Nov. 4 2008 07:58 PM

Church group takes on food-distribution law


As she walks through San Diego's East Village, Madeline McPherson seems more like a den mother than an outreach worker.

“Have you seen Marilee?” she asks as she makes her way past groups of homeless people lining 17th Street.

McPherson hasn't seen Marilee in several days, and she's worried. She's already checked in on Holly, who's been plagued by migraines, and she's got a guy named Nino—in the hospital with a failing kidney—on her mind.

Two years ago, McPherson started Love on the Streets Ministry through the Clairemont Faith Center, where she attends church. She goes out three or four times a week, sometimes with her pastor and other church members, occasionally passing out snacks and other donated items, but mostly forming relationships with Downtown San Diego's homeless population.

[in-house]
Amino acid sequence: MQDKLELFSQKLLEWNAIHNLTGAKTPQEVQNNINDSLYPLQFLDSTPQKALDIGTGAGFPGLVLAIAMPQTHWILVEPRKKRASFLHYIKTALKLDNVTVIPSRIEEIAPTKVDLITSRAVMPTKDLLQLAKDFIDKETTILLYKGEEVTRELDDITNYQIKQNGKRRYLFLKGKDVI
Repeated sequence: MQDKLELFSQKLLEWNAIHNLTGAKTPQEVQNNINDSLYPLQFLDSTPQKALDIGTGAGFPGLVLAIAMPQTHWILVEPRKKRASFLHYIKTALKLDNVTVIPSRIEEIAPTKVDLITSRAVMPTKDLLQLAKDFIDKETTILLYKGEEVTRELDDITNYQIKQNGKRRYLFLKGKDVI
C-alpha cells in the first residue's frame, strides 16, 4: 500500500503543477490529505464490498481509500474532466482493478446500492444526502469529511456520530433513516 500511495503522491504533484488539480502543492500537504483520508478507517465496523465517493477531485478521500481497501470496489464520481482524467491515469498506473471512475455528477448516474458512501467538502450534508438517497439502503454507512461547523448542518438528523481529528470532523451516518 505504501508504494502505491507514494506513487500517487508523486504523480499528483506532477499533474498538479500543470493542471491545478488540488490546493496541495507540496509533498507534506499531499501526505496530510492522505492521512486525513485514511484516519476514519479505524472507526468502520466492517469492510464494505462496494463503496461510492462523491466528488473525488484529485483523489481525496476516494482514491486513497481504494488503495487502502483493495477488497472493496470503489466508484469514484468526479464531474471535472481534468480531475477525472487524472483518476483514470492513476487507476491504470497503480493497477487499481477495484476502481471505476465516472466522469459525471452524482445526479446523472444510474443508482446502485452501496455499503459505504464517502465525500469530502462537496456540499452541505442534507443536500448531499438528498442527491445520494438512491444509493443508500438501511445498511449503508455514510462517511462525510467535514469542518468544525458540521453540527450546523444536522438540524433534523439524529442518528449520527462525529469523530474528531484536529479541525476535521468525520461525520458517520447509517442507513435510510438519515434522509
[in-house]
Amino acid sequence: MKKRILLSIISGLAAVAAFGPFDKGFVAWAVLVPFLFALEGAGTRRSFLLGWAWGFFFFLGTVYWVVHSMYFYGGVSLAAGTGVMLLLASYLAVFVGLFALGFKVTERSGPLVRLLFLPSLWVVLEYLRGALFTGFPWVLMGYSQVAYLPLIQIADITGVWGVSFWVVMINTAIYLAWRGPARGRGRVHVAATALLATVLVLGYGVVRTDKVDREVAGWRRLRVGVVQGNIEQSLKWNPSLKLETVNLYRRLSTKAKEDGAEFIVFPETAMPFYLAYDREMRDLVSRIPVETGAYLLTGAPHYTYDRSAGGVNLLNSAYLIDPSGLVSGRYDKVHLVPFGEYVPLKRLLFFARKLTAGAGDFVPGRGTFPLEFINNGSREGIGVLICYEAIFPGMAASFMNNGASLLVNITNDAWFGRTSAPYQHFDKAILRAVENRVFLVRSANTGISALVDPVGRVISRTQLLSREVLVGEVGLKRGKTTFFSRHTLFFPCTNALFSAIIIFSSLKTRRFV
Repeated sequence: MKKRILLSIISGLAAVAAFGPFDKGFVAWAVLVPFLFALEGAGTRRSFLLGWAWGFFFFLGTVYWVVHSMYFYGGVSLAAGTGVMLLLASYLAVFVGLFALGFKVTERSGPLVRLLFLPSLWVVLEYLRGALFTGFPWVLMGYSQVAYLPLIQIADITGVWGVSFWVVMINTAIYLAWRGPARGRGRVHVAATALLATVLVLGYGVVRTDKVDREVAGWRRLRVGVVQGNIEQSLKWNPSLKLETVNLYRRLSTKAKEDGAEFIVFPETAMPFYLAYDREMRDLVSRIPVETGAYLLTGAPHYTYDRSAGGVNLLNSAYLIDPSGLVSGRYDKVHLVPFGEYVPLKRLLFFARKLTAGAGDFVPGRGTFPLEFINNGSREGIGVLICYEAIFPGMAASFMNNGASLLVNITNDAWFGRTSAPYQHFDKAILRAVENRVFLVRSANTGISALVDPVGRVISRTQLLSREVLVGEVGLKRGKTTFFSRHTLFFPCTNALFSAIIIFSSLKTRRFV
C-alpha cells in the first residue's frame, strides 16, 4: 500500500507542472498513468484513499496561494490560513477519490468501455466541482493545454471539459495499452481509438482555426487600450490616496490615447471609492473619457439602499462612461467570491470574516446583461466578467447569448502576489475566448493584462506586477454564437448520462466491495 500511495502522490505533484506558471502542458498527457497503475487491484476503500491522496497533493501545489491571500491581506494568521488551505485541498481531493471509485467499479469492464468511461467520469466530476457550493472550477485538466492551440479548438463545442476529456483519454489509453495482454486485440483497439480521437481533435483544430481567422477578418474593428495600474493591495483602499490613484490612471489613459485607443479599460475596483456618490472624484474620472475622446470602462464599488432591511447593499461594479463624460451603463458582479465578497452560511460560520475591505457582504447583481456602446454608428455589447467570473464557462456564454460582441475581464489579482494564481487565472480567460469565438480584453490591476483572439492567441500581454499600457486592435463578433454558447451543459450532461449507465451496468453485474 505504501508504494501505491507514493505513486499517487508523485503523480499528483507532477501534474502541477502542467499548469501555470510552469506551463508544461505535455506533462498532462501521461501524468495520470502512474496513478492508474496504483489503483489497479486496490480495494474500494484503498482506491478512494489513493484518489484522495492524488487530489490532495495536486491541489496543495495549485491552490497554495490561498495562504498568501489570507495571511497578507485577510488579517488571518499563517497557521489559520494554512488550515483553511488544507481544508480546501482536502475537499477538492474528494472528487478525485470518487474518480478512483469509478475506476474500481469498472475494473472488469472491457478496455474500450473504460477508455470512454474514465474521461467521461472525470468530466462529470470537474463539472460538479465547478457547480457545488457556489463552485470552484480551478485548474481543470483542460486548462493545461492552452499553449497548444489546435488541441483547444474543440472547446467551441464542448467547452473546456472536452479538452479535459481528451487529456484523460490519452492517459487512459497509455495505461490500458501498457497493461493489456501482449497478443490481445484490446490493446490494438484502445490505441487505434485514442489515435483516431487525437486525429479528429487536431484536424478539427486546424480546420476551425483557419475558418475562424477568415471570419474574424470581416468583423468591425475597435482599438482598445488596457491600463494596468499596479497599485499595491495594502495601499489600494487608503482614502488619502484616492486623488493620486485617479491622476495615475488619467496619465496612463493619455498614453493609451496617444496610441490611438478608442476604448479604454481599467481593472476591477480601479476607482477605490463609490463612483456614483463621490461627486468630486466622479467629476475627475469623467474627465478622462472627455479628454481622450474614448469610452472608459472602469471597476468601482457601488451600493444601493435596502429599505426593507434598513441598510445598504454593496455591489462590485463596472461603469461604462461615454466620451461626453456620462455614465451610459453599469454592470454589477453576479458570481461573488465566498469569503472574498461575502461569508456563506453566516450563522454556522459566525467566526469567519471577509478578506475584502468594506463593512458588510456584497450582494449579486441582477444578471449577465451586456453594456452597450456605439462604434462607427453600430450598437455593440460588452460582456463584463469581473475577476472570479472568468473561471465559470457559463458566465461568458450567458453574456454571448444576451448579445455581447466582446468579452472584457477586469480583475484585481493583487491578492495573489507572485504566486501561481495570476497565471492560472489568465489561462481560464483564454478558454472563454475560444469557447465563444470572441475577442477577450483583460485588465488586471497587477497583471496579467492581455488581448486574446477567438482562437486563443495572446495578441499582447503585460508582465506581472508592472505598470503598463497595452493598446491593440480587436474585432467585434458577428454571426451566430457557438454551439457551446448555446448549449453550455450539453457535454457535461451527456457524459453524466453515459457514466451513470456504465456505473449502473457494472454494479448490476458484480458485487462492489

On July 2, McPherson, her pastor and two church members brought some donated pizzas to East Village to hand out. It was around the time that management of the Neil Good Day Center—a sort-of day-time refuge where homeless people can go to use the bathroom, make phone calls or just simple be—was changing hands and cutting weekend hours. It was a Wednesday, and McPherson knew that God's Extended Hand, a homeless-outreach nonprofit on 15th Street, wasn't serving dinner that night; handing out slices of pizza seemed like a way to cheer people up and fill a need. Despite the perception that there are plenty of places to get a free meal Downtown, the reality is that not every meal is covered, and some places can only fit so many people, McPherson said. And, the elderly and disabled—who comprise a significant portion of Downtown's homeless population—don't have the stamina to wait in lines that can stretch on for a couple of hours.